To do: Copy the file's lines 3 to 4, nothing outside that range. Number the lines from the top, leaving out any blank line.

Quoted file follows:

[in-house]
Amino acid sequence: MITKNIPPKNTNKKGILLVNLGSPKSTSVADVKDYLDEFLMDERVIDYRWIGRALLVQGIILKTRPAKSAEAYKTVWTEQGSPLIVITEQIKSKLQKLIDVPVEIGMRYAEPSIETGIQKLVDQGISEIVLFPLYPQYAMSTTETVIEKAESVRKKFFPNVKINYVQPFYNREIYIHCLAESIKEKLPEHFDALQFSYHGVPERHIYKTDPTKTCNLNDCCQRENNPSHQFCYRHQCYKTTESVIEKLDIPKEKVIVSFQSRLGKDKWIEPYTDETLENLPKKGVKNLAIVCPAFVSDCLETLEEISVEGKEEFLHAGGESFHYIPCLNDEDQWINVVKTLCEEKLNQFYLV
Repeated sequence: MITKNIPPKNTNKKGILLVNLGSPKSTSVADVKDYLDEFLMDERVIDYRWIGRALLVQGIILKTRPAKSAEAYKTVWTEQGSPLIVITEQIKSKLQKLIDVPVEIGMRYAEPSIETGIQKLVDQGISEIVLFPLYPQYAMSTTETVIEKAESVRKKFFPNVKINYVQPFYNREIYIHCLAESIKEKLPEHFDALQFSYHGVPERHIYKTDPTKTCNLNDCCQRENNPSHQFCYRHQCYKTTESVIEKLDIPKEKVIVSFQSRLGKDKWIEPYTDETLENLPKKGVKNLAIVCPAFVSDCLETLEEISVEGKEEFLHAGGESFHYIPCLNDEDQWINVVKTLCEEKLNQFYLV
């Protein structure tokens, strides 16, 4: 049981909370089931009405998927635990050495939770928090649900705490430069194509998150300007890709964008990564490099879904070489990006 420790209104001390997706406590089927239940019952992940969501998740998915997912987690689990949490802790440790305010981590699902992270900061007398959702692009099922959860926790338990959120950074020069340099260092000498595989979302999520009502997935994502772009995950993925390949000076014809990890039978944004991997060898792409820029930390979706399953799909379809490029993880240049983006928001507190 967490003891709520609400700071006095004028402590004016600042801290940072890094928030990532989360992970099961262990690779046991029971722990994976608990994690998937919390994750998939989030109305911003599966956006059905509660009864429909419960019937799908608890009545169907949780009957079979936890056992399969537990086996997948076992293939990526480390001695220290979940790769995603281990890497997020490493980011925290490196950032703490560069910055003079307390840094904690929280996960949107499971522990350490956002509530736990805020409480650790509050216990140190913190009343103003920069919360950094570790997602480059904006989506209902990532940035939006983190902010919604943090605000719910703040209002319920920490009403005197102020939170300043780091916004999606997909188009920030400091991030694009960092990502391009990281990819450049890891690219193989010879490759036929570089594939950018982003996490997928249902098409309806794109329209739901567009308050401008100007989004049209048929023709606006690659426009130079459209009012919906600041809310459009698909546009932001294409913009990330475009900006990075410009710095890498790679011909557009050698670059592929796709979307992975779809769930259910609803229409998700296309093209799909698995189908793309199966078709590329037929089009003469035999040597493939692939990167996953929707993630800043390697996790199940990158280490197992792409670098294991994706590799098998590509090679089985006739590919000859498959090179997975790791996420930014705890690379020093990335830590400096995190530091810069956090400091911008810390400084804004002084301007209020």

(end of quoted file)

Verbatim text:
Repeated sequence: MITKNIPPKNTNKKGILLVNLGSPKSTSVADVKDYLDEFLMDERVIDYRWIGRALLVQGIILKTRPAKSAEAYKTVWTEQGSPLIVITEQIKSKLQKLIDVPVEIGMRYAEPSIETGIQKLVDQGISEIVLFPLYPQYAMSTTETVIEKAESVRKKFFPNVKINYVQPFYNREIYIHCLAESIKEKLPEHFDALQFSYHGVPERHIYKTDPTKTCNLNDCCQRENNPSHQFCYRHQCYKTTESVIEKLDIPKEKVIVSFQSRLGKDKWIEPYTDETLENLPKKGVKNLAIVCPAFVSDCLETLEEISVEGKEEFLHAGGESFHYIPCLNDEDQWINVVKTLCEEKLNQFYLV
């Protein structure tokens, strides 16, 4: 049981909370089931009405998927635990050495939770928090649900705490430069194509998150300007890709964008990564490099879904070489990006 420790209104001390997706406590089927239940019952992940969501998740998915997912987690689990949490802790440790305010981590699902992270900061007398959702692009099922959860926790338990959120950074020069340099260092000498595989979302999520009502997935994502772009995950993925390949000076014809990890039978944004991997060898792409820029930390979706399953799909379809490029993880240049983006928001507190 967490003891709520609400700071006095004028402590004016600042801290940072890094928030990532989360992970099961262990690779046991029971722990994976608990994690998937919390994750998939989030109305911003599966956006059905509660009864429909419960019937799908608890009545169907949780009957079979936890056992399969537990086996997948076992293939990526480390001695220290979940790769995603281990890497997020490493980011925290490196950032703490560069910055003079307390840094904690929280996960949107499971522990350490956002509530736990805020409480650790509050216990140190913190009343103003920069919360950094570790997602480059904006989506209902990532940035939006983190902010919604943090605000719910703040209002319920920490009403005197102020939170300043780091916004999606997909188009920030400091991030694009960092990502391009990281990819450049890891690219193989010879490759036929570089594939950018982003996490997928249902098409309806794109329209739901567009308050401008100007989004049209048929023709606006690659426009130079459209009012919906600041809310459009698909546009932001294409913009990330475009900006990075410009710095890498790679011909557009050698670059592929796709979307992975779809769930259910609803229409998700296309093209799909698995189908793309199966078709590329037929089009003469035999040597493939692939990167996953929707993630800043390697996790199940990158280490197992792409670098294991994706590799098998590509090679089985006739590919000859498959090179997975790791996420930014705890690379020093990335830590400096995190530091810069956090400091911008810390400084804004002084301007209020």